Exone end to end binder jetting service

Mutoh Industries Unveils New Metal Arc Welding 3D Printer, the Value Arc MA5000-S1

INTAMSYS industrial 3d printing

Share this Article

valuearc5When we typically talk about the various 3D printers on the market today, the machines which are capable of printing in metal materials are usually the ones which garner the most attention, the highest price tags, and ultimately exhibit the most potential in creating end-use products. There are several companies out there who have, over the years, released various 3D metal printers, most of which use selective laser sintering (SLS) / direct metal laser sintering (DMLS) or electron beam melting (EBM) in order to fabricate objects. However, for one company out of Japan, the idea of bringing to market a more affordable, yet highly reliable 3D metal printer was something they have been contemplating for some time now.

Mutoh Industries Ltd. has now officially unveiled their new Value Arc MA5000-S1 3D printer. Unlike most of the other 3D metal printers on the market today, this machine utilizes a different type of technology, a technology that in fact has been around in one form or another for several millennia. That technology is “welding”, and the Value Arc 3D printer uses a form of arc welding in order to print out metal objects.

Developed by Mutuoh Industries in cooperation with Professor Sasahara Hiroyuki, at the Institute of Advanced Mechanical Systems at Tokyo University of Agriculture and Technology, the machine prints using general-purpose arc welding wire, and is priced lower than most high-end industrial level 3D metal printers on the market today, at around 30 million Japanese Yen (approximatley $243,000). Material costs can be reduced by a factor of 10, and material availability is never a problem for owners of the Value Arc, especially when compared to the other 3D metal printers available.

valuearc4

While the precision and detail of parts coming off of the new Value Arc 3D printer are not of the same quality as other more expensive SLS or EBM based printers, Mutoh Industries also specializes in creating other subtractive manufacturing methods, which when combined with the Value Arc can create fully finished, highly detailed ,end-use products.

valuearc1Another advertised benefit of the Value Arc is the fact that it is much more easily handled than other 3D metal printers, which mostly work with very fine, and potentially dangerous metal powders. It also has the benefit of printing objects much faster than with these more conventional machines. Normal printing speeds are between 100-200 cubic centimeters per hour, while the machine can be tuned to print upwards of 500cc/h, depending on various conditions.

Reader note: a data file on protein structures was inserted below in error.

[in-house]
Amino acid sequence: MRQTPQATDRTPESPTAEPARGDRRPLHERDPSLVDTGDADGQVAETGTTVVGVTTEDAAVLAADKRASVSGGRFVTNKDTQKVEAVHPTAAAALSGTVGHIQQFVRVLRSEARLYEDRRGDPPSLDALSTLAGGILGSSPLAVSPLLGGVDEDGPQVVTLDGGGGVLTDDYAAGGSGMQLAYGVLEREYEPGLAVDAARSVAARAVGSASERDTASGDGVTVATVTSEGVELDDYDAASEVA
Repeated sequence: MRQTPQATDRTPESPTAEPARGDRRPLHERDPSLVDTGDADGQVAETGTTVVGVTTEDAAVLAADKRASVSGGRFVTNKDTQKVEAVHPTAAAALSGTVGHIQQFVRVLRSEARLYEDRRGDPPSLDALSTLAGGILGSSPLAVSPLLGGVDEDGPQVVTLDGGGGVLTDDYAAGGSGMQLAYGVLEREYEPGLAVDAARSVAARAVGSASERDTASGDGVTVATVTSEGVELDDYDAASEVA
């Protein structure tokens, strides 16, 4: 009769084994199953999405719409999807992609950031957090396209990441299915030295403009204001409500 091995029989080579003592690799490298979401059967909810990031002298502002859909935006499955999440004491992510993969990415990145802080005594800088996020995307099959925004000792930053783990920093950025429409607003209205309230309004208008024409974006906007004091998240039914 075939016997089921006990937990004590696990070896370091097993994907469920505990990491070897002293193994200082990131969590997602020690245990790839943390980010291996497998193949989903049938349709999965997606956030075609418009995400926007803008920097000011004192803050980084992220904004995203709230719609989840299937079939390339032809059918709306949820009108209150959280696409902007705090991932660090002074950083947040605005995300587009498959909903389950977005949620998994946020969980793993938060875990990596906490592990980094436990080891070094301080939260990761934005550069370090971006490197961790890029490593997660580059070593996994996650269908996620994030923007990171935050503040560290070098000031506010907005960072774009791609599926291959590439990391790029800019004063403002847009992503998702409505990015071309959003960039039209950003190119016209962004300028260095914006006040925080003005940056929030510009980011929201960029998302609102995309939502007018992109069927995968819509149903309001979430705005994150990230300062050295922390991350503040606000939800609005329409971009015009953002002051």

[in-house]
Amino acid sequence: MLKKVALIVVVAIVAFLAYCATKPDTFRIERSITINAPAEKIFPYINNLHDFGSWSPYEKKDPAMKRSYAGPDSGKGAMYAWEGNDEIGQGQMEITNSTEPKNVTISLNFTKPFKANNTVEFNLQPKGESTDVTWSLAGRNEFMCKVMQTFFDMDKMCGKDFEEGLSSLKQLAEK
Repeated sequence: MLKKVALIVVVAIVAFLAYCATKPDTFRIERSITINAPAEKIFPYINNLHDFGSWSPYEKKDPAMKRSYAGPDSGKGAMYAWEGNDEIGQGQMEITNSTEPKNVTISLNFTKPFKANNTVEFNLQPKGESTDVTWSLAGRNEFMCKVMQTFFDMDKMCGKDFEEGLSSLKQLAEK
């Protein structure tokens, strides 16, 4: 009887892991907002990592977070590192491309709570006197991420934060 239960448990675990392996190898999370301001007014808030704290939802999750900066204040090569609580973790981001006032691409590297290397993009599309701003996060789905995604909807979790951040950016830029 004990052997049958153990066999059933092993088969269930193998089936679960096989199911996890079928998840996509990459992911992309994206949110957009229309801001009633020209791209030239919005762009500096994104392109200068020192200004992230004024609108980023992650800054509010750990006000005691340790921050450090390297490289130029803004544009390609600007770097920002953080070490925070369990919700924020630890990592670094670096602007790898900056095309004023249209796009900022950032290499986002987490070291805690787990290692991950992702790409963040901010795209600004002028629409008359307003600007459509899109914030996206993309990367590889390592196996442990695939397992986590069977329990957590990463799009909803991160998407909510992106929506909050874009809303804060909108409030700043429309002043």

The Value Arc features a large build volume of 500 mm x 500 mm x 500 mm, and can print using many different metals, such as steel, stainless steel, titanium, aluminum, nickel alloy and more. The machines are expected to go on sale within the next few days.

valuearc3

It should be interesting to see how the market responds to this machine, as it is a more affordable option when compared to others currently out there. For jobs that don’t require very fine details, this appears to be the perfect 3D printer. What are your thoughts on this new 3D metal printer? Discuss in the Value Arc MA5000-S1 forum thread on 3DPB.com.

Share this Article


Recent News

$51M to Ramp up 6K’s Production of Batteries and 3D Printing Metals

Secret Audit Reveals US Military’s 3D Printing Tech Vulnerable to Cyberattacks



Categories

3D Design

3D Printed Art

3D Printed Food

3D Printed Guns


You May Also Like

3D Printing News Briefs, September 9, 2021: Events, Materials, & More

In today’s 3D Printing News Briefs, the first Formnext + PM South China finally opens this week. In materials news, a biomedical company introduced what it calls the first purified...

Featured

US Navy Issues $20M to Stratasys to Purchase Large-Format 3D Printers

The U.S. Navy has been steadily increasing its investment into practical 3D printer usage, as opposed to research. The latest comes in the form of a whopping $20 million contract...

3D Printing Webinar and Event Roundup: August 22, 2021

From food 3D printing and GE Additive’s Arcam EBM Spectra L 3D printer to 3D printing and CAD in a post-pandemic world and topology optimization, we’ve got a busy week...

Featured

The Largest 3D Printed Structure in North America: a Military Barracks in Texas

ICON’s latest 3D printed training barracks structure in Texas signals another positive step for the additive construction industry. Described by the company as the largest 3D printed structure in North...


Shop

View our broad assortment of in house and third party products.